The five principles outlined above provide a road map for increasing rigor in the biomedical sciences (Fig. 1). An obvious step is to strengthen didactic training in experimental design, statistics, error analysis, logic, and ethics during scientific training. We have previously called for improvements in graduate education, including areas of philosophy such as logic, as well as in probability and statistics (19). A recent survey of over 1,500 scientists found that there is considerable support for such reforms (20). However, with the exception of statistics, none of these disciplines are formally taught in the training of scientists, and even statistics is not always a curricular requirement (21). Reforming scientific education will be a major undertaking since most academic faculty lack the necessary background to teach this material. A multifaceted approach would include greater attention in the laboratory environment and improvements in peer review and constructive criticism, as well as formal didactics. This would need to be accompanied by a cultural change in the scientific enterprise to reward rigor and encourage scientists to recognize, practice, and promote it. To initiate the process, we make the following five actionable recommendations.

(i) Develop didactic programs to teach the elements of good experimental practices.

Most biomedical scientists currently learn the basics of scientific methods and practice in their graduate and postdoctoral training through a guild-like apprenticeship system in which they are mentored by senior scientists. Although there is no substitute for good mentorship, there is no guarantee that mentors themselves are well trained. Furthermore, there is no guarantee that such individualized training will provide the basic elements of good experimental science. Today, training programs seldom include didactic programs to teach good research practices. Such courses could ensure a baseline background for all trainees.

(ii) Require formal training in statistics and probability for all biomedical scientists.

As the biological sciences have become increasingly quantitative, they have become increasingly dependent on mathematical tools for all aspects of experimental design, implementation, and interpretation. Although the use of statistical tools has become widespread in biomedical research, these tools are often misused. Some authorities have gone so far as to issue a warning on the use of P values (22, 23). Consequently, there is a need for more formal mathematical training in the biomedical sciences despite the fact that some scientists many not be naturally inclined to such fields, a recommendation made previously by us and others (19, 21).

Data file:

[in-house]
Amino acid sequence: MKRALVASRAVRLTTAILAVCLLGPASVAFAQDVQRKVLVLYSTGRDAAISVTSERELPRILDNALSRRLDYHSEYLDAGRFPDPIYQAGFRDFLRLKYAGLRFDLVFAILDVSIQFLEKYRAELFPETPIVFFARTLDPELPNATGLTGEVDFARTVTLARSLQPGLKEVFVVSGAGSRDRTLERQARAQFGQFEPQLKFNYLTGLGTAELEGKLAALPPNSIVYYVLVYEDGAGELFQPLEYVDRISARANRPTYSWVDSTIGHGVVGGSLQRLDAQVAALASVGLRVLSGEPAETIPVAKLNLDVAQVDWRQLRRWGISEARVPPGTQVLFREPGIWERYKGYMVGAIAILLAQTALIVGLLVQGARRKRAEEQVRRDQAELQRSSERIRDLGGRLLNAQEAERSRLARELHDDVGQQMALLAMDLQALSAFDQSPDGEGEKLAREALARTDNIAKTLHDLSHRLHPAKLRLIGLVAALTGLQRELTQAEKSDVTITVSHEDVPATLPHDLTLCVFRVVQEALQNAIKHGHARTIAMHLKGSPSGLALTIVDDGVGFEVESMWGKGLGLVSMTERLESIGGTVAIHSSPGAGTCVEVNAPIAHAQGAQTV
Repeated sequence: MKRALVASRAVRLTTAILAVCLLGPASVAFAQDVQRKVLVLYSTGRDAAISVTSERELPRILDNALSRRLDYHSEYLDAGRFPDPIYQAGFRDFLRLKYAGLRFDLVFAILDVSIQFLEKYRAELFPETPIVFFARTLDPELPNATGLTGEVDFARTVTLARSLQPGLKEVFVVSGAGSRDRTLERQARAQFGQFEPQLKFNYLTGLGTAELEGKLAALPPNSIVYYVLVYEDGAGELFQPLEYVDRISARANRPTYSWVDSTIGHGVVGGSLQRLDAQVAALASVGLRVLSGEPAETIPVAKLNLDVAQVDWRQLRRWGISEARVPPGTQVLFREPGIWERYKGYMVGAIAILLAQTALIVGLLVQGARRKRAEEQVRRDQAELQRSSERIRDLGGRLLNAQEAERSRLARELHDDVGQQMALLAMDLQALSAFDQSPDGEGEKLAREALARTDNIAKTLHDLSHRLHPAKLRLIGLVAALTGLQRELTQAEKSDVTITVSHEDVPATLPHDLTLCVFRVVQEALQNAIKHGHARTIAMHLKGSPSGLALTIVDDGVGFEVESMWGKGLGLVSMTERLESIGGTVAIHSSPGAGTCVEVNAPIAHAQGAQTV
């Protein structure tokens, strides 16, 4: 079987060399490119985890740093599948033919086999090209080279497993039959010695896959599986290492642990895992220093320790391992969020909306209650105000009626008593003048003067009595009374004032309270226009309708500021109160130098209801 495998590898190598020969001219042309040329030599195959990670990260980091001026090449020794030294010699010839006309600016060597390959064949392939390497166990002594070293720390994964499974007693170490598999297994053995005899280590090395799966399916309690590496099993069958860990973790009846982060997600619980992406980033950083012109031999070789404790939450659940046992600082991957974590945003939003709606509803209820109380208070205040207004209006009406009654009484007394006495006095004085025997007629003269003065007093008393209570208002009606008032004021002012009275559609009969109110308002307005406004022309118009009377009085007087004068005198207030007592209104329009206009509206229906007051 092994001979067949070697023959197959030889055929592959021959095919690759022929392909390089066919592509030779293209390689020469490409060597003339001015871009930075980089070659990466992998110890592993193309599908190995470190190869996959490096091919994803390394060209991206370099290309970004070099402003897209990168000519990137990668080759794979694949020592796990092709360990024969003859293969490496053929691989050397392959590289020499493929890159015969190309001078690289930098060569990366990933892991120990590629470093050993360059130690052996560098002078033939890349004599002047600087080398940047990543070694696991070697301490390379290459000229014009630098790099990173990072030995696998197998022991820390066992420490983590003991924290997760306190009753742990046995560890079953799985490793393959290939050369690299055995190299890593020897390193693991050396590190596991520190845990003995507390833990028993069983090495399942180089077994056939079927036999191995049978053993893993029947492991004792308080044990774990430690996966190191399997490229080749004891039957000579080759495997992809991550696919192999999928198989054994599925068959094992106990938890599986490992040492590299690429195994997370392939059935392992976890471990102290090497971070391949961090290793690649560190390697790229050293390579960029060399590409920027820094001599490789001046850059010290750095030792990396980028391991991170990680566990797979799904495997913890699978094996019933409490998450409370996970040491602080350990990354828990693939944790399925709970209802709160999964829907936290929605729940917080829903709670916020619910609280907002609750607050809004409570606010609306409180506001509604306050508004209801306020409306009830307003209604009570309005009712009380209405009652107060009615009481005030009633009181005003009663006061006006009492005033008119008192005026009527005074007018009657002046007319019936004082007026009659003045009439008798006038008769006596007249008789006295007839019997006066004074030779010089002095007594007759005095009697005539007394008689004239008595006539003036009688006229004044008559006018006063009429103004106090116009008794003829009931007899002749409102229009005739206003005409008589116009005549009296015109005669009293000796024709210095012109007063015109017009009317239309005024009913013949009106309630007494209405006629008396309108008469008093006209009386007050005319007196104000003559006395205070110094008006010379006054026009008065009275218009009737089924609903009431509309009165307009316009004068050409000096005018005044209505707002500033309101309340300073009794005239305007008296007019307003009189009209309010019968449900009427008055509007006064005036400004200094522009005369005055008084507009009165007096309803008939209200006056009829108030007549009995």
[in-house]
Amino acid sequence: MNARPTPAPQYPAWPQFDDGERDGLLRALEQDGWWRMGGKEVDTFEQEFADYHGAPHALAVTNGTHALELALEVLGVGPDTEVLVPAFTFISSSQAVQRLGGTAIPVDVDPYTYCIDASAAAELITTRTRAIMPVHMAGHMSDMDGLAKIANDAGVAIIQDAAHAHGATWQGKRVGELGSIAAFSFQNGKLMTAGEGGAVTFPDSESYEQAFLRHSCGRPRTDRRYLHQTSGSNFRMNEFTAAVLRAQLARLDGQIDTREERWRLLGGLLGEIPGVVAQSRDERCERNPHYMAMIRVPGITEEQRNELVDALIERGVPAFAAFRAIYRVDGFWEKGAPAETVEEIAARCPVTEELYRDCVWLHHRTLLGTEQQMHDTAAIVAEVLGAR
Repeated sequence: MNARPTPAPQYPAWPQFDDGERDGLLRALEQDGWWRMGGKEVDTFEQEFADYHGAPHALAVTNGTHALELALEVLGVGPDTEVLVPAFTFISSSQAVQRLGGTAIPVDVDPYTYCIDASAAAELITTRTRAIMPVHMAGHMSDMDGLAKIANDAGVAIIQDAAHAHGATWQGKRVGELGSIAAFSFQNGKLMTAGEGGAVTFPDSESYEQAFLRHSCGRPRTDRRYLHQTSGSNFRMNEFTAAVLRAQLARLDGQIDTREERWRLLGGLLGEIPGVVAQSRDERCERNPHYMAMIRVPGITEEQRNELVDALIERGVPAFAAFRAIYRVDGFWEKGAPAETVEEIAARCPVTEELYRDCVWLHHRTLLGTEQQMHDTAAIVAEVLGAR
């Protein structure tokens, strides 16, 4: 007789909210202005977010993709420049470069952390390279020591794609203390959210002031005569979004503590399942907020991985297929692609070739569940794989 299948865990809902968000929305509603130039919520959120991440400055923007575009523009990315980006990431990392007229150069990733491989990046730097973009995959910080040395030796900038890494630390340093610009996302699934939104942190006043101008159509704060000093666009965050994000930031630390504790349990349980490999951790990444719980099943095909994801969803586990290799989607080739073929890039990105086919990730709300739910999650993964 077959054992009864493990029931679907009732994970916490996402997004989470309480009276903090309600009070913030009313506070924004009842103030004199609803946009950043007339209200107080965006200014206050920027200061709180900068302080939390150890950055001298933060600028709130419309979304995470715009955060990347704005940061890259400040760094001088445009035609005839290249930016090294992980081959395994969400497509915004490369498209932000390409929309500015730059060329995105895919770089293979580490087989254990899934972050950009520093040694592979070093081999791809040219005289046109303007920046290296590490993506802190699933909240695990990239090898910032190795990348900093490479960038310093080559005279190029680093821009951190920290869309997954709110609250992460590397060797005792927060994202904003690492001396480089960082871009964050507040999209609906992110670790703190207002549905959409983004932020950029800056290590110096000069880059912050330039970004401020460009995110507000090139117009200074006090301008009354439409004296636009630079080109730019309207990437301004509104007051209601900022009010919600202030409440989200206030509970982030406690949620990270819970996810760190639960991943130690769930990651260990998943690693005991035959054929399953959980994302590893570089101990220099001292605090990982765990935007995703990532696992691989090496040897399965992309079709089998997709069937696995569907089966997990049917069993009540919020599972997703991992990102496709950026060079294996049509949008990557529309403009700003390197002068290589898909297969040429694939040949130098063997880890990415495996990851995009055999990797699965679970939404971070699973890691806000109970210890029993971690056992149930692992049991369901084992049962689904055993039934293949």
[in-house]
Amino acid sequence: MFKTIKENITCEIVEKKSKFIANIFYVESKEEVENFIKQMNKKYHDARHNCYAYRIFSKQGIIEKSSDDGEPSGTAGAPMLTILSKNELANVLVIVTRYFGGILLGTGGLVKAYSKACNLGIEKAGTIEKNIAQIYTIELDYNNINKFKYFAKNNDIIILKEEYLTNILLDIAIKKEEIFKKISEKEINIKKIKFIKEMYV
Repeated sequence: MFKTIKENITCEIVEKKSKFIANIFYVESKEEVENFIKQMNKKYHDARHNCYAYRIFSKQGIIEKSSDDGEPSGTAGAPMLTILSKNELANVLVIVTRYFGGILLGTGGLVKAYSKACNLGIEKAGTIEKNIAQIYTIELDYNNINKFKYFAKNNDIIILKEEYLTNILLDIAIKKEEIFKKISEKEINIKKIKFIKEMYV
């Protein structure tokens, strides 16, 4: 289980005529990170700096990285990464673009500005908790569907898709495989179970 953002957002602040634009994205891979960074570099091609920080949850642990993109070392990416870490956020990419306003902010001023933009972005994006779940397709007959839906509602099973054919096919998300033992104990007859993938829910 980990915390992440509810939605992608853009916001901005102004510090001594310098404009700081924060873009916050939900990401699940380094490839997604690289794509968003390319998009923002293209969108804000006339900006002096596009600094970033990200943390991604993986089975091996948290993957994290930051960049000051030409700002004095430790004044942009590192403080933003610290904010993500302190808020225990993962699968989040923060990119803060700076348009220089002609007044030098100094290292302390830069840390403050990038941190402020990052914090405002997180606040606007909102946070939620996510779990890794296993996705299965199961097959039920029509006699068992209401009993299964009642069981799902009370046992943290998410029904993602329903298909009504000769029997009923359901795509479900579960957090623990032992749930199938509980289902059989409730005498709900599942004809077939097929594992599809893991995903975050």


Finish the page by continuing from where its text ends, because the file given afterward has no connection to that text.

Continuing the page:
(iii) Refocus journal club discussion from findings to methods and approaches.

Journal clubs are invaluable training formats that allow discussions of science in the context of a specific publication. However, articles selected for journal club discussions are often the flashiest papers from high-impact journals, which limit article length and truncate descriptions of methodology. Journal club sessions that focus on limitations of methodology, appropriateness of controls, logic of conclusions, etc., could provide a recurring venue for discussions of what constitutes scientific rigor.

(iv) Develop continuing education materials for biomedical sciences.

Fields in which basic information is changing rapidly, such as medicine, require continuing education to maintain competence. Science is arguably one of the most rapidly changing areas of human endeavor, and the biological sciences have experienced a revolution since the mid-20th century. Fields could develop continuing education materials for scientists that would allow them to gain proficiency in the latest techniques. Guidelines for the practice of science, analogous to those used for clinical practice and publication ethics, could help to establish standards that promote rigor.

(v) Develop teaching aids to enhance the quality of peer review.

The scientific process is critically dependent on peer review in publication and grant funding. Remarkably, scientists are recruited into peer review activities without any training in this process, and the results can be uneven. As peer review is a process, it is amenable to study in order to identify best practices that can be promulgated to educate and improve reviewer performance. Strengthening peer review will help to ensure the quality of scientific information.
Enhancing scientific rigor can increase the veracity and reproducibility of research findings. This will require a tightening of standards throughout the scientific progress from training to bench science to peer review. Today’s reward system in biomedical research is primarily based on impact (24), and impactful work is highly rewarded regardless of its rigor. Consequently, a scientist may obtain greater rewards from publishing nonrigorous work in a high-impact journal than from publishing rigorous work in a specialty journal. Perhaps, it is time to rethink the value system of science. Prioritizing scientific rigor over impact would help to maintain the momentum of the biological revolution and ensure a steady supply of innovative, reliable, and reproducible discoveries to translate into societal benefits. Perhaps, it will even become de rigueur.


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Information & Contributors


Published In

cover image mBio
Volume 7Number 630 December 2016
eLocator: 10.1128/mbio.01902-16


Published online: 8 November 2016


The views expressed in this Editorial do not necessarily reflect the views of this journal or of ASM.



Founding Editor in Chief, mBio
Department of Molecular Microbiology and Immunology, Johns Hopkins Bloomberg School of Public Health, Baltimore, Maryland, USA
Ferric C. Fang
Editor in Chief, Infection and Immunity
Departments of Laboratory Medicine and Microbiology, University of Washington School of Medicine, Seattle, Washington, USA


Address correspondence to Arturo Casadevall, [email protected].